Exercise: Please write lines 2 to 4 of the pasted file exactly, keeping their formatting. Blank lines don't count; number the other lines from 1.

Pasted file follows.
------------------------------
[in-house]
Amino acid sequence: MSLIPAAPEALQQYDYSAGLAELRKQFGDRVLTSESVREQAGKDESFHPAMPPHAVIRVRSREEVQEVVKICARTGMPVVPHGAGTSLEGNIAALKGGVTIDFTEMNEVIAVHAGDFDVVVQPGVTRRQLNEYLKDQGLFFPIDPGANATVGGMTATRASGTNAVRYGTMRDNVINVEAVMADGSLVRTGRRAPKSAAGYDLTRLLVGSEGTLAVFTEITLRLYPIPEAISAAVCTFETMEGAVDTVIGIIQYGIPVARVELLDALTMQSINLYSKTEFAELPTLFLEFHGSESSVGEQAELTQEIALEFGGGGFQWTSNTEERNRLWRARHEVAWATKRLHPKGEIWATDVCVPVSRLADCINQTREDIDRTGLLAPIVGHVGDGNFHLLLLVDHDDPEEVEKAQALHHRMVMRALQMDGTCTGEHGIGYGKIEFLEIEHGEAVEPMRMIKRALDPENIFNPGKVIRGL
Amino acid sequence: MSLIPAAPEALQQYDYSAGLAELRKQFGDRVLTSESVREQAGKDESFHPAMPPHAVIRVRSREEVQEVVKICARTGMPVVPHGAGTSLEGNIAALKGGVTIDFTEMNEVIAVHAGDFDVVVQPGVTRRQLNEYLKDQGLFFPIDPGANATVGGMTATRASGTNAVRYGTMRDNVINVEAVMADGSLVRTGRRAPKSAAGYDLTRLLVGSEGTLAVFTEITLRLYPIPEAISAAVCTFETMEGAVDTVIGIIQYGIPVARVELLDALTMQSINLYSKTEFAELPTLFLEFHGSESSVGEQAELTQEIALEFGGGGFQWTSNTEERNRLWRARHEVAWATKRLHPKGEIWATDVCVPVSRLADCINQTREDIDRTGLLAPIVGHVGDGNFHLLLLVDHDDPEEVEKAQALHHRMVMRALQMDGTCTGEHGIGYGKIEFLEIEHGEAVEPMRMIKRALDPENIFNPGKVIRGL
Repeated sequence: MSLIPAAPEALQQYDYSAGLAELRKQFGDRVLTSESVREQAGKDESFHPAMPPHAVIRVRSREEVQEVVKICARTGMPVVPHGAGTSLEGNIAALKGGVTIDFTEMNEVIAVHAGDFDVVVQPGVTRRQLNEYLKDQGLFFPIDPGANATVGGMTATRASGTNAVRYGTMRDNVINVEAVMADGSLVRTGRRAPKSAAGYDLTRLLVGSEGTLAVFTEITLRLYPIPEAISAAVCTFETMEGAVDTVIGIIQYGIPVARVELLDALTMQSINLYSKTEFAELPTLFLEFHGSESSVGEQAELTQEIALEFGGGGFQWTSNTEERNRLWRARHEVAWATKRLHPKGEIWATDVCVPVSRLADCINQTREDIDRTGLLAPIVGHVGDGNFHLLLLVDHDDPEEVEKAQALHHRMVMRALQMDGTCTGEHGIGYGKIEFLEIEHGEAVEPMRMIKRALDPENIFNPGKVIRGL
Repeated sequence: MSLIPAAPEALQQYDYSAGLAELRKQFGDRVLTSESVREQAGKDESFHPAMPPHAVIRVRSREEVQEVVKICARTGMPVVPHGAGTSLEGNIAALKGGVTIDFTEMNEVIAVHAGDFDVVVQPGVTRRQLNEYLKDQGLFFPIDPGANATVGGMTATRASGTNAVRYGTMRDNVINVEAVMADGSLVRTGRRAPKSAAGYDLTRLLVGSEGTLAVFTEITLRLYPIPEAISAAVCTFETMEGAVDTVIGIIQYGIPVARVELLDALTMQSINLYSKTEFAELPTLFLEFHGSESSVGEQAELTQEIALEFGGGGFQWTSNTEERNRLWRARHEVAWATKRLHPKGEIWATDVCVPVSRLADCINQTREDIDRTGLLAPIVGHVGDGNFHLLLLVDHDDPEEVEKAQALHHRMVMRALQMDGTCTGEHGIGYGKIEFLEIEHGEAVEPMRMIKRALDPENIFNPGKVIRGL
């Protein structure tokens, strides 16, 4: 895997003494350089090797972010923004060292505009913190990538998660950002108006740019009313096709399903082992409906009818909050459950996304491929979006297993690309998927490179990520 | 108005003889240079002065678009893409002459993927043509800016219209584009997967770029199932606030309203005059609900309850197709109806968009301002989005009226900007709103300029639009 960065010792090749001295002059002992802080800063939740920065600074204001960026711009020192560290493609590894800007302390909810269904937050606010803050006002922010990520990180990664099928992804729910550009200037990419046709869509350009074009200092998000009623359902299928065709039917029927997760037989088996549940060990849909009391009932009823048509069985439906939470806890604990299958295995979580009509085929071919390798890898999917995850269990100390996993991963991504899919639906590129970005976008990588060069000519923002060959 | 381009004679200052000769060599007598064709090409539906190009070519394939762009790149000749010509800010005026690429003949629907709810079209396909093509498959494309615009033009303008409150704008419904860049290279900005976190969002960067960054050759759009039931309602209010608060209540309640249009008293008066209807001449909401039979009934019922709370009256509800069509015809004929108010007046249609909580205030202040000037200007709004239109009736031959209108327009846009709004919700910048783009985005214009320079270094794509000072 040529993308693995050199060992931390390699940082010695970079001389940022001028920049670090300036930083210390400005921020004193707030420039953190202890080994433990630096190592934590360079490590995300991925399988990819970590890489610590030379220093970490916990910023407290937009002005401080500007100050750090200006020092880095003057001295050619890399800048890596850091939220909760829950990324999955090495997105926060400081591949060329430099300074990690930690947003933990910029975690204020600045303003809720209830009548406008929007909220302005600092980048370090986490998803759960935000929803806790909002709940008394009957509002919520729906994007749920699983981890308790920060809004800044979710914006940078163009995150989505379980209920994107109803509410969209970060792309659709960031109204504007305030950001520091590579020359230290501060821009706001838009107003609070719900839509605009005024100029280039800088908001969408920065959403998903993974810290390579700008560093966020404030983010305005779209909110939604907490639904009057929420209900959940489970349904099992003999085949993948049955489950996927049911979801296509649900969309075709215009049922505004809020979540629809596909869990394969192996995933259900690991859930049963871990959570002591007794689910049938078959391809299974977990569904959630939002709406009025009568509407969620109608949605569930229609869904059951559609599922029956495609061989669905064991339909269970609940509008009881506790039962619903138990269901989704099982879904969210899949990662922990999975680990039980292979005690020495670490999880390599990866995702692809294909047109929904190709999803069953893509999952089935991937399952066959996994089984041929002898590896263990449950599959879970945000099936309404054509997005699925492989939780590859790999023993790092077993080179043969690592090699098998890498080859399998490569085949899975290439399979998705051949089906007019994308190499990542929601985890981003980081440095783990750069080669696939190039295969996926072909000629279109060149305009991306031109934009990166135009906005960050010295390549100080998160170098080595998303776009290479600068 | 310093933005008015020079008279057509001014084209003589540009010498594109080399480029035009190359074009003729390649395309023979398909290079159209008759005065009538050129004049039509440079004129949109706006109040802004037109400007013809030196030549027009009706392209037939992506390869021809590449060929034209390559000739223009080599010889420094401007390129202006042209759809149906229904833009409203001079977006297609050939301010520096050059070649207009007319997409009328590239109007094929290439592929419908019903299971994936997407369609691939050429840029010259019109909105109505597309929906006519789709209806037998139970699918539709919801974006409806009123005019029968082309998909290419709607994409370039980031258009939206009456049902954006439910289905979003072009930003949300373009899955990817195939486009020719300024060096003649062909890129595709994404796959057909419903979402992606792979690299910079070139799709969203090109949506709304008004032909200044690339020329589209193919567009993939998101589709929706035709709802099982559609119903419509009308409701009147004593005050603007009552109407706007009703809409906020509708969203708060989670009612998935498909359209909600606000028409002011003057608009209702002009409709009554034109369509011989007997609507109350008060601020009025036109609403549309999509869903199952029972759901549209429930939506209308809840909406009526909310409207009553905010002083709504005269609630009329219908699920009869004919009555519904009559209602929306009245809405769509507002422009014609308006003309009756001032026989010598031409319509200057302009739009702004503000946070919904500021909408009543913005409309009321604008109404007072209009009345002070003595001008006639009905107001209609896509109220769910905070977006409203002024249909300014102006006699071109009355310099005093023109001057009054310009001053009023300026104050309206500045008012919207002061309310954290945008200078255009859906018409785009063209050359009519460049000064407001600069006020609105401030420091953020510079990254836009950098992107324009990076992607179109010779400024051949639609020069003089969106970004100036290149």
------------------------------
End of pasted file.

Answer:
Amino acid sequence: MSLIPAAPEALQQYDYSAGLAELRKQFGDRVLTSESVREQAGKDESFHPAMPPHAVIRVRSREEVQEVVKICARTGMPVVPHGAGTSLEGNIAALKGGVTIDFTEMNEVIAVHAGDFDVVVQPGVTRRQLNEYLKDQGLFFPIDPGANATVGGMTATRASGTNAVRYGTMRDNVINVEAVMADGSLVRTGRRAPKSAAGYDLTRLLVGSEGTLAVFTEITLRLYPIPEAISAAVCTFETMEGAVDTVIGIIQYGIPVARVELLDALTMQSINLYSKTEFAELPTLFLEFHGSESSVGEQAELTQEIALEFGGGGFQWTSNTEERNRLWRARHEVAWATKRLHPKGEIWATDVCVPVSRLADCINQTREDIDRTGLLAPIVGHVGDGNFHLLLLVDHDDPEEVEKAQALHHRMVMRALQMDGTCTGEHGIGYGKIEFLEIEHGEAVEPMRMIKRALDPENIFNPGKVIRGL
Amino acid sequence: MSLIPAAPEALQQYDYSAGLAELRKQFGDRVLTSESVREQAGKDESFHPAMPPHAVIRVRSREEVQEVVKICARTGMPVVPHGAGTSLEGNIAALKGGVTIDFTEMNEVIAVHAGDFDVVVQPGVTRRQLNEYLKDQGLFFPIDPGANATVGGMTATRASGTNAVRYGTMRDNVINVEAVMADGSLVRTGRRAPKSAAGYDLTRLLVGSEGTLAVFTEITLRLYPIPEAISAAVCTFETMEGAVDTVIGIIQYGIPVARVELLDALTMQSINLYSKTEFAELPTLFLEFHGSESSVGEQAELTQEIALEFGGGGFQWTSNTEERNRLWRARHEVAWATKRLHPKGEIWATDVCVPVSRLADCINQTREDIDRTGLLAPIVGHVGDGNFHLLLLVDHDDPEEVEKAQALHHRMVMRALQMDGTCTGEHGIGYGKIEFLEIEHGEAVEPMRMIKRALDPENIFNPGKVIRGL
Repeated sequence: MSLIPAAPEALQQYDYSAGLAELRKQFGDRVLTSESVREQAGKDESFHPAMPPHAVIRVRSREEVQEVVKICARTGMPVVPHGAGTSLEGNIAALKGGVTIDFTEMNEVIAVHAGDFDVVVQPGVTRRQLNEYLKDQGLFFPIDPGANATVGGMTATRASGTNAVRYGTMRDNVINVEAVMADGSLVRTGRRAPKSAAGYDLTRLLVGSEGTLAVFTEITLRLYPIPEAISAAVCTFETMEGAVDTVIGIIQYGIPVARVELLDALTMQSINLYSKTEFAELPTLFLEFHGSESSVGEQAELTQEIALEFGGGGFQWTSNTEERNRLWRARHEVAWATKRLHPKGEIWATDVCVPVSRLADCINQTREDIDRTGLLAPIVGHVGDGNFHLLLLVDHDDPEEVEKAQALHHRMVMRALQMDGTCTGEHGIGYGKIEFLEIEHGEAVEPMRMIKRALDPENIFNPGKVIRGL